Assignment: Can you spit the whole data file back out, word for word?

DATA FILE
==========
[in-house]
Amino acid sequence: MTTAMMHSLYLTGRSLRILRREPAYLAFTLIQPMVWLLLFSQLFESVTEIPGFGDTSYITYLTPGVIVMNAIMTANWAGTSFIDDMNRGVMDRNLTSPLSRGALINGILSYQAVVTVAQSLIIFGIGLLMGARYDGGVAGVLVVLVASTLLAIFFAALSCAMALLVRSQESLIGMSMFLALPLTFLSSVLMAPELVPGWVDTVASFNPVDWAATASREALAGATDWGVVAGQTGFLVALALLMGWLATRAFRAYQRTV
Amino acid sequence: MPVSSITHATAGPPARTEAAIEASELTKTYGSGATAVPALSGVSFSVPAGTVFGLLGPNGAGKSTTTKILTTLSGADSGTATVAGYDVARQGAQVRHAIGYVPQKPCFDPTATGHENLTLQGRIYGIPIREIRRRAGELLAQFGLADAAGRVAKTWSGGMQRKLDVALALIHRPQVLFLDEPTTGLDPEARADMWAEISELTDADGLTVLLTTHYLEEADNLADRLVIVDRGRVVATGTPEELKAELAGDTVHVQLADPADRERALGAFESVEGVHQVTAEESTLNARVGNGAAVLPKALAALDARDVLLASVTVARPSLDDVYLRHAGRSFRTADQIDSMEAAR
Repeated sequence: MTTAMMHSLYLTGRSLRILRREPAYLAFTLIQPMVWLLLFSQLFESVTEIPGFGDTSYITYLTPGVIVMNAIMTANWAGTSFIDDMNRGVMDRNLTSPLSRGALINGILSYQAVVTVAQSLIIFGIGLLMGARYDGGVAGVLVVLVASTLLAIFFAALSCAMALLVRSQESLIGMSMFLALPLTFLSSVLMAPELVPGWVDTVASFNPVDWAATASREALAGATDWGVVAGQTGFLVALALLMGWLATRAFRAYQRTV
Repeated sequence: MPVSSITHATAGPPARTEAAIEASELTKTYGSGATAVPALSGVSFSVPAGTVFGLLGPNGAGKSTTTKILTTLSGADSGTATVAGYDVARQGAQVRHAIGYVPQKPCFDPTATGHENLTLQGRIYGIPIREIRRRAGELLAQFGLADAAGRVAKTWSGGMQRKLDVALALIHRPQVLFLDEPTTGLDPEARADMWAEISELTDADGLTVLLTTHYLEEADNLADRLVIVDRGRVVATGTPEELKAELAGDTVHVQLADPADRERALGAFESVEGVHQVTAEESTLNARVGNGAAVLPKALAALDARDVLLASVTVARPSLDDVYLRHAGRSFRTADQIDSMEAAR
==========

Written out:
[in-house]
Amino acid sequence: MTTAMMHSLYLTGRSLRILRREPAYLAFTLIQPMVWLLLFSQLFESVTEIPGFGDTSYITYLTPGVIVMNAIMTANWAGTSFIDDMNRGVMDRNLTSPLSRGALINGILSYQAVVTVAQSLIIFGIGLLMGARYDGGVAGVLVVLVASTLLAIFFAALSCAMALLVRSQESLIGMSMFLALPLTFLSSVLMAPELVPGWVDTVASFNPVDWAATASREALAGATDWGVVAGQTGFLVALALLMGWLATRAFRAYQRTV
Amino acid sequence: MPVSSITHATAGPPARTEAAIEASELTKTYGSGATAVPALSGVSFSVPAGTVFGLLGPNGAGKSTTTKILTTLSGADSGTATVAGYDVARQGAQVRHAIGYVPQKPCFDPTATGHENLTLQGRIYGIPIREIRRRAGELLAQFGLADAAGRVAKTWSGGMQRKLDVALALIHRPQVLFLDEPTTGLDPEARADMWAEISELTDADGLTVLLTTHYLEEADNLADRLVIVDRGRVVATGTPEELKAELAGDTVHVQLADPADRERALGAFESVEGVHQVTAEESTLNARVGNGAAVLPKALAALDARDVLLASVTVARPSLDDVYLRHAGRSFRTADQIDSMEAAR
Repeated sequence: MTTAMMHSLYLTGRSLRILRREPAYLAFTLIQPMVWLLLFSQLFESVTEIPGFGDTSYITYLTPGVIVMNAIMTANWAGTSFIDDMNRGVMDRNLTSPLSRGALINGILSYQAVVTVAQSLIIFGIGLLMGARYDGGVAGVLVVLVASTLLAIFFAALSCAMALLVRSQESLIGMSMFLALPLTFLSSVLMAPELVPGWVDTVASFNPVDWAATASREALAGATDWGVVAGQTGFLVALALLMGWLATRAFRAYQRTV
Repeated sequence: MPVSSITHATAGPPARTEAAIEASELTKTYGSGATAVPALSGVSFSVPAGTVFGLLGPNGAGKSTTTKILTTLSGADSGTATVAGYDVARQGAQVRHAIGYVPQKPCFDPTATGHENLTLQGRIYGIPIREIRRRAGELLAQFGLADAAGRVAKTWSGGMQRKLDVALALIHRPQVLFLDEPTTGLDPEARADMWAEISELTDADGLTVLLTTHYLEEADNLADRLVIVDRGRVVATGTPEELKAELAGDTVHVQLADPADRERALGAFESVEGVHQVTAEESTLNARVGNGAAVLPKALAALDARDVLLASVTVARPSLDDVYLRHAGRSFRTADQIDSMEAAR